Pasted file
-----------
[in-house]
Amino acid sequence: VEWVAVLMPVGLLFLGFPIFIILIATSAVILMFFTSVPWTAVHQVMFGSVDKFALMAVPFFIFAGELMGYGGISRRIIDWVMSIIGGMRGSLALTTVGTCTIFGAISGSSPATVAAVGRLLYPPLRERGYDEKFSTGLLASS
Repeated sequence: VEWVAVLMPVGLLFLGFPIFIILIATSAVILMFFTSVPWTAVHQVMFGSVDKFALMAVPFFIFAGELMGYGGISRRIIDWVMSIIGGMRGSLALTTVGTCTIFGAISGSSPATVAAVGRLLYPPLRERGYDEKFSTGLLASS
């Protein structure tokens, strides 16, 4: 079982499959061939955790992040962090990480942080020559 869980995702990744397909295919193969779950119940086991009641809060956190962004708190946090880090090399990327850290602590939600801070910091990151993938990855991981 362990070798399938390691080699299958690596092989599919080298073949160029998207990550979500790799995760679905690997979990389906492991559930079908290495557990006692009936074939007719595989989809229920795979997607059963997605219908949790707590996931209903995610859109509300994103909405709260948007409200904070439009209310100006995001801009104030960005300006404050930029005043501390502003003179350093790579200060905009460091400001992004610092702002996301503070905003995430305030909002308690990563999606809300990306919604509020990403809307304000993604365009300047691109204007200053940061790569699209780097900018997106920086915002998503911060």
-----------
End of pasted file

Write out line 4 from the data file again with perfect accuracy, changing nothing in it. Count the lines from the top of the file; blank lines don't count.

């Protein structure tokens, strides 16, 4: 079982499959061939955790992040962090990480942080020559 869980995702990744397909295919193969779950119940086991009641809060956190962004708190946090880090090399990327850290602590939600801070910091990151993938990855991981 362990070798399938390691080699299958690596092989599919080298073949160029998207990550979500790799995760679905690997979990389906492991559930079908290495557990006692009936074939007719595989989809229920795979997607059963997605219908949790707590996931209903995610859109509300994103909405709260948007409200904070439009209310100006995001801009104030960005300006404050930029005043501390502003003179350093790579200060905009460091400001992004610092702002996301503070905003995430305030909002308690990563999606809300990306919604509020990403809307304000993604365009300047691109204007200053940061790569699209780097900018997106920086915002998503911060």